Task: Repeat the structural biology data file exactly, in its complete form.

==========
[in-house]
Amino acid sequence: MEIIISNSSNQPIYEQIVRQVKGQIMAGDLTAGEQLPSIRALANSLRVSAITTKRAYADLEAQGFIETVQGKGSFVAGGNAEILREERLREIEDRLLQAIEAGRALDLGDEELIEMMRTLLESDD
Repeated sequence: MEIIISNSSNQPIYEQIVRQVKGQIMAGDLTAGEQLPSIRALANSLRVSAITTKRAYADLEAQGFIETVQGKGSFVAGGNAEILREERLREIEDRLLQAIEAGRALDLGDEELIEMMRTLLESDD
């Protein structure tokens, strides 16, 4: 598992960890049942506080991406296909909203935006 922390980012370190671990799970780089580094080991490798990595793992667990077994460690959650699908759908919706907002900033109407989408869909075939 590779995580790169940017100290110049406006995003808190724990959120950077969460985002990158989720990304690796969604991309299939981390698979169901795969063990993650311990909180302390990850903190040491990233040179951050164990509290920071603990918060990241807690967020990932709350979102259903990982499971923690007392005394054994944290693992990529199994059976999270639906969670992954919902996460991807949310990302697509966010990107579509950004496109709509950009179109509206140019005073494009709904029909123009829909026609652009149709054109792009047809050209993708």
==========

[in-house]
Amino acid sequence: MEIIISNSSNQPIYEQIVRQVKGQIMAGDLTAGEQLPSIRALANSLRVSAITTKRAYADLEAQGFIETVQGKGSFVAGGNAEILREERLREIEDRLLQAIEAGRALDLGDEELIEMMRTLLESDD
Repeated sequence: MEIIISNSSNQPIYEQIVRQVKGQIMAGDLTAGEQLPSIRALANSLRVSAITTKRAYADLEAQGFIETVQGKGSFVAGGNAEILREERLREIEDRLLQAIEAGRALDLGDEELIEMMRTLLESDD
């Protein structure tokens, strides 16, 4: 598992960890049942506080991406296909909203935006 922390980012370190671990799970780089580094080991490798990595793992667990077994460690959650699908759908919706907002900033109407989408869909075939 590779995580790169940017100290110049406006995003808190724990959120950077969460985002990158989720990304690796969604991309299939981390698979169901795969063990993650311990909180302390990850903190040491990233040179951050164990509290920071603990918060990241807690967020990932709350979102259903990982499971923690007392005394054994944290693992990529199994059976999270639906969670992954919902996460991807949310990302697509966010990107579509950004496109709509950009179109509206140019005073494009709904029909123009829909026609652009149709054109792009047809050209993708």